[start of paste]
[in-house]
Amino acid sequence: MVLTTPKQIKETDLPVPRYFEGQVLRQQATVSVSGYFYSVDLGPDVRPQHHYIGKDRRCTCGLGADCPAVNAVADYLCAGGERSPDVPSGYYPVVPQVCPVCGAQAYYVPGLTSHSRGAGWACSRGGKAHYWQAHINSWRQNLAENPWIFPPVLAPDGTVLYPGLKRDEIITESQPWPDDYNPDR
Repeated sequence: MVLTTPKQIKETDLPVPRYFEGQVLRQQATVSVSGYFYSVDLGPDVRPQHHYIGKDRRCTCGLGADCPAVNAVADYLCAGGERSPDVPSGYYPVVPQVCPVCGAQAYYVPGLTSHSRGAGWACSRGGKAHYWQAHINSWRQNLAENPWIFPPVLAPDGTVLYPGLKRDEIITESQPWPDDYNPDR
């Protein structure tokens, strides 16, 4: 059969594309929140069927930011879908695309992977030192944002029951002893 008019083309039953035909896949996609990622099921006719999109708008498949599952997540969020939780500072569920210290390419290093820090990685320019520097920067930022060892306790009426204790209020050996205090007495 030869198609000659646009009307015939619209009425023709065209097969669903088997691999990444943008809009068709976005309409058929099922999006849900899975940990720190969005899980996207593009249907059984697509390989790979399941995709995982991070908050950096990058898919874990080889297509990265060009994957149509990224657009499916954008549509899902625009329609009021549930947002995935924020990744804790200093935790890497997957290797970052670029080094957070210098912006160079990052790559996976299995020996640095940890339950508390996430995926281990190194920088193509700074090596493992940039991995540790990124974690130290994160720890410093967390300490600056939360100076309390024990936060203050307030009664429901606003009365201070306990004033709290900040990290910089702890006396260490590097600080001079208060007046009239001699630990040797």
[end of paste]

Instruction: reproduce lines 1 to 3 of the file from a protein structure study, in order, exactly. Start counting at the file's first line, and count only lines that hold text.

[in-house]
Amino acid sequence: MVLTTPKQIKETDLPVPRYFEGQVLRQQATVSVSGYFYSVDLGPDVRPQHHYIGKDRRCTCGLGADCPAVNAVADYLCAGGERSPDVPSGYYPVVPQVCPVCGAQAYYVPGLTSHSRGAGWACSRGGKAHYWQAHINSWRQNLAENPWIFPPVLAPDGTVLYPGLKRDEIITESQPWPDDYNPDR
Repeated sequence: MVLTTPKQIKETDLPVPRYFEGQVLRQQATVSVSGYFYSVDLGPDVRPQHHYIGKDRRCTCGLGADCPAVNAVADYLCAGGERSPDVPSGYYPVVPQVCPVCGAQAYYVPGLTSHSRGAGWACSRGGKAHYWQAHINSWRQNLAENPWIFPPVLAPDGTVLYPGLKRDEIITESQPWPDDYNPDR